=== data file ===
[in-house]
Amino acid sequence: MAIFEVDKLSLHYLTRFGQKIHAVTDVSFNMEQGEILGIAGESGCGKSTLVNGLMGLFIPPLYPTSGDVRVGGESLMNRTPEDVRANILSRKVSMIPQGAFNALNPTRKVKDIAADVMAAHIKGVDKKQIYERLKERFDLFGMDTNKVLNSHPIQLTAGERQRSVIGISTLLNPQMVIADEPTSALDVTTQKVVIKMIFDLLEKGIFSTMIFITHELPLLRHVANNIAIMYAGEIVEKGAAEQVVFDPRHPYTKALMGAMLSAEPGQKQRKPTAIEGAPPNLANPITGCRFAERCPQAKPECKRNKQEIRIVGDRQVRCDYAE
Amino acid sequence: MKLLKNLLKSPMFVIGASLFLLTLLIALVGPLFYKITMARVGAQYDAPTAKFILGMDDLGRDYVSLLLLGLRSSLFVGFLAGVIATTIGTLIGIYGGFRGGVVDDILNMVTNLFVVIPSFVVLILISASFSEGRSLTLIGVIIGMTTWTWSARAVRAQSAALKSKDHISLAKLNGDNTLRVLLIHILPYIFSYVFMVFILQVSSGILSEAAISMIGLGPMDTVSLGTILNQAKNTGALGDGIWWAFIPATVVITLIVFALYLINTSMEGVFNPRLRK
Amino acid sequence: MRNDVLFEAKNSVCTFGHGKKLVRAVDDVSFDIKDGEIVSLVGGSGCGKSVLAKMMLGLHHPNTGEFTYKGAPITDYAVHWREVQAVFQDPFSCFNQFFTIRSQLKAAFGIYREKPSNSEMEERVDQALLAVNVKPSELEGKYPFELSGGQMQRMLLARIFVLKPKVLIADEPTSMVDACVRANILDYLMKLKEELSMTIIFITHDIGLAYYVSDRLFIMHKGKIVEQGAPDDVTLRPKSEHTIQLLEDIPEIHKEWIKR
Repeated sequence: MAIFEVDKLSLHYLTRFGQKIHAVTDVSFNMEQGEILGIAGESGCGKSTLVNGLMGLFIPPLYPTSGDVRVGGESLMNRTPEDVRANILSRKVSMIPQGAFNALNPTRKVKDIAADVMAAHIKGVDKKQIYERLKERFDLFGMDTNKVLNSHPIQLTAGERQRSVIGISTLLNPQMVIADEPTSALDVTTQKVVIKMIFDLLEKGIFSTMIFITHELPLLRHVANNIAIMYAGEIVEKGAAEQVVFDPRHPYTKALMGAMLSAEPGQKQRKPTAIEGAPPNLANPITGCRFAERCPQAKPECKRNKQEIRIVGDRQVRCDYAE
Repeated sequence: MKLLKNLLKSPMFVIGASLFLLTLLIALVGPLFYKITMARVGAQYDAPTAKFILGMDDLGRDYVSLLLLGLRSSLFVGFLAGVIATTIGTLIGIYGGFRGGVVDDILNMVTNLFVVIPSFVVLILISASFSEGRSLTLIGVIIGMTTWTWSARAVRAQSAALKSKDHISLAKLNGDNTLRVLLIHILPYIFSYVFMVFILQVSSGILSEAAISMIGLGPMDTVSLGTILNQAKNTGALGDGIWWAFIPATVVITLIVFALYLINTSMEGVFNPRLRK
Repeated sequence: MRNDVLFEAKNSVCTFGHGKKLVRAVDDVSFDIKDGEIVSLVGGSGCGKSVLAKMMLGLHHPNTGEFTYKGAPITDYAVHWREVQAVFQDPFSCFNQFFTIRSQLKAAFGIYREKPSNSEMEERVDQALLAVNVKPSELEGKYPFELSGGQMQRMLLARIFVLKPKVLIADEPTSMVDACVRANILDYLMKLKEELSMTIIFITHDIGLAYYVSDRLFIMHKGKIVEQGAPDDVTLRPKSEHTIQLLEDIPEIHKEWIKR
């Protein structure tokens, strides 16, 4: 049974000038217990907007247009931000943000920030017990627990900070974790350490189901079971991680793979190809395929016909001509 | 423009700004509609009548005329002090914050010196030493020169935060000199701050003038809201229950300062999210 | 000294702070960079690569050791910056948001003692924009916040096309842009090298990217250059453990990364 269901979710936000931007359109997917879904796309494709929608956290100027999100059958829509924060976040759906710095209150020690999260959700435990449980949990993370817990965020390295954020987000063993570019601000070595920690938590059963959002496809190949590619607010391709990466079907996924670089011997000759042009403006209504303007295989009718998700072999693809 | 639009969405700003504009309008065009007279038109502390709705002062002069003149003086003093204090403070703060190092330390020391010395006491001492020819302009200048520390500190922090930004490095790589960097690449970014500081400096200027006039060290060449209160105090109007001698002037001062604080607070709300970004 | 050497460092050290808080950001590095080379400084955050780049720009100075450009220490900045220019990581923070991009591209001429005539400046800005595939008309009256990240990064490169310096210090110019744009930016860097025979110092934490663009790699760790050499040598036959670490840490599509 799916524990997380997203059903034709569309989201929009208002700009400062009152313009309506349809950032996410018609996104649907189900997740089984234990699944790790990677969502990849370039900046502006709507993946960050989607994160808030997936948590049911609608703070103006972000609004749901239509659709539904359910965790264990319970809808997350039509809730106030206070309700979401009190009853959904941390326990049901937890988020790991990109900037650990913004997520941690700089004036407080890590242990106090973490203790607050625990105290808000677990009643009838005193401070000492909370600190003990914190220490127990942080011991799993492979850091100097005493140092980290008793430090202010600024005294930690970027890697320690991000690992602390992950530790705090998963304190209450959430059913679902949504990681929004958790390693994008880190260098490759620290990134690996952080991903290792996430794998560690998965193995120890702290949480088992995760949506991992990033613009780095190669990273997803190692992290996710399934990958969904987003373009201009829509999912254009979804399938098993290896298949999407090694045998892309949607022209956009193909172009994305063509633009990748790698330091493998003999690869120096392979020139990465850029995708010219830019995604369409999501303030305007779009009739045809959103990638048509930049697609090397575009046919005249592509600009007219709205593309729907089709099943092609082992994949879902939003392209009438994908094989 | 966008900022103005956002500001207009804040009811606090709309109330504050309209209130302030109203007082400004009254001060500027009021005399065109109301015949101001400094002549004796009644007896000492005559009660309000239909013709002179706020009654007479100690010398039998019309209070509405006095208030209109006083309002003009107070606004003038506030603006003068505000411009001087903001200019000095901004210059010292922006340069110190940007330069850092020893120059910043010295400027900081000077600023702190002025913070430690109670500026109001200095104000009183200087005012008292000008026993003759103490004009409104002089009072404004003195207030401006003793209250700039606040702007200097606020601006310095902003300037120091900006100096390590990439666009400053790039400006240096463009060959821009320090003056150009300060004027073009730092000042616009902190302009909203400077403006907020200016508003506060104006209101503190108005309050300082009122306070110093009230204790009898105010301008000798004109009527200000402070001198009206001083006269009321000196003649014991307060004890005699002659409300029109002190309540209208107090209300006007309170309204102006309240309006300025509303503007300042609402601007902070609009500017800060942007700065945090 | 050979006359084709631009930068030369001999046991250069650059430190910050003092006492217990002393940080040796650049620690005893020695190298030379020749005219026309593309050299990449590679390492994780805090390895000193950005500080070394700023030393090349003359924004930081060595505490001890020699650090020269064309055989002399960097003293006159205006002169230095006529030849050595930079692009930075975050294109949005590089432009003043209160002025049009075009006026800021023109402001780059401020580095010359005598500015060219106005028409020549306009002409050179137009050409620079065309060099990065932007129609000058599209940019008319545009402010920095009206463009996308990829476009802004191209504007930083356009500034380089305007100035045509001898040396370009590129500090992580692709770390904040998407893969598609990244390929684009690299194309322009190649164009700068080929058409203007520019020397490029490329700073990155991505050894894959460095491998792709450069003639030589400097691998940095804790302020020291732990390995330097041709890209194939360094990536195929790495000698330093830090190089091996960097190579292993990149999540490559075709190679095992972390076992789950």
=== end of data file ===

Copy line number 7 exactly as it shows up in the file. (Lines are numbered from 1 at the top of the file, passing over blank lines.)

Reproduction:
Repeated sequence: MRNDVLFEAKNSVCTFGHGKKLVRAVDDVSFDIKDGEIVSLVGGSGCGKSVLAKMMLGLHHPNTGEFTYKGAPITDYAVHWREVQAVFQDPFSCFNQFFTIRSQLKAAFGIYREKPSNSEMEERVDQALLAVNVKPSELEGKYPFELSGGQMQRMLLARIFVLKPKVLIADEPTSMVDACVRANILDYLMKLKEELSMTIIFITHDIGLAYYVSDRLFIMHKGKIVEQGAPDDVTLRPKSEHTIQLLEDIPEIHKEWIKR